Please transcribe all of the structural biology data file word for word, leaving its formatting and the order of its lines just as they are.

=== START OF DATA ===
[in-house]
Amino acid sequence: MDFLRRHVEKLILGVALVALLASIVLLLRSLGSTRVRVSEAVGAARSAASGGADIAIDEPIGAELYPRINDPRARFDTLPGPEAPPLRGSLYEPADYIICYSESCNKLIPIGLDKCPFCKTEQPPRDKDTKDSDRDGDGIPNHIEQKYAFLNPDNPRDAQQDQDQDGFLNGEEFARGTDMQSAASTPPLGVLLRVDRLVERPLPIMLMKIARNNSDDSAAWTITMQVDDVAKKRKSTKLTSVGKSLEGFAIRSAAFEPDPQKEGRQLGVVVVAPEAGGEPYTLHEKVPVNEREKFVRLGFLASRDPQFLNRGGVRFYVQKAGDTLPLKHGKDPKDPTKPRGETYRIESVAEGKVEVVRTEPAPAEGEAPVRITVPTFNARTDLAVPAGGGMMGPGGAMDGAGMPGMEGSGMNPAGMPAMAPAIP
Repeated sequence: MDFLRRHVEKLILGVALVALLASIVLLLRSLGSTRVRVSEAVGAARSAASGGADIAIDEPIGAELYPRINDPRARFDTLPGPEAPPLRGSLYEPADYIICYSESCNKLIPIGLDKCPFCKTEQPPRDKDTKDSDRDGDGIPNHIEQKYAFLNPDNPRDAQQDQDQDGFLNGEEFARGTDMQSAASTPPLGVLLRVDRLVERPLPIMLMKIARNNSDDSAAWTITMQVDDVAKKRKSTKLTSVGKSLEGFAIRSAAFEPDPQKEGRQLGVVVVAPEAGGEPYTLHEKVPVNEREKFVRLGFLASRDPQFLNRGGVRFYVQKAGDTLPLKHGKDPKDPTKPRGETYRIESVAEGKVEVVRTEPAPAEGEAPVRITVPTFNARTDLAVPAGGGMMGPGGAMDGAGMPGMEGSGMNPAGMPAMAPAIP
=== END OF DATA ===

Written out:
[in-house]
Amino acid sequence: MDFLRRHVEKLILGVALVALLASIVLLLRSLGSTRVRVSEAVGAARSAASGGADIAIDEPIGAELYPRINDPRARFDTLPGPEAPPLRGSLYEPADYIICYSESCNKLIPIGLDKCPFCKTEQPPRDKDTKDSDRDGDGIPNHIEQKYAFLNPDNPRDAQQDQDQDGFLNGEEFARGTDMQSAASTPPLGVLLRVDRLVERPLPIMLMKIARNNSDDSAAWTITMQVDDVAKKRKSTKLTSVGKSLEGFAIRSAAFEPDPQKEGRQLGVVVVAPEAGGEPYTLHEKVPVNEREKFVRLGFLASRDPQFLNRGGVRFYVQKAGDTLPLKHGKDPKDPTKPRGETYRIESVAEGKVEVVRTEPAPAEGEAPVRITVPTFNARTDLAVPAGGGMMGPGGAMDGAGMPGMEGSGMNPAGMPAMAPAIP
Repeated sequence: MDFLRRHVEKLILGVALVALLASIVLLLRSLGSTRVRVSEAVGAARSAASGGADIAIDEPIGAELYPRINDPRARFDTLPGPEAPPLRGSLYEPADYIICYSESCNKLIPIGLDKCPFCKTEQPPRDKDTKDSDRDGDGIPNHIEQKYAFLNPDNPRDAQQDQDQDGFLNGEEFARGTDMQSAASTPPLGVLLRVDRLVERPLPIMLMKIARNNSDDSAAWTITMQVDDVAKKRKSTKLTSVGKSLEGFAIRSAAFEPDPQKEGRQLGVVVVAPEAGGEPYTLHEKVPVNEREKFVRLGFLASRDPQFLNRGGVRFYVQKAGDTLPLKHGKDPKDPTKPRGETYRIESVAEGKVEVVRTEPAPAEGEAPVRITVPTFNARTDLAVPAGGGMMGPGGAMDGAGMPGMEGSGMNPAGMPAMAPAIP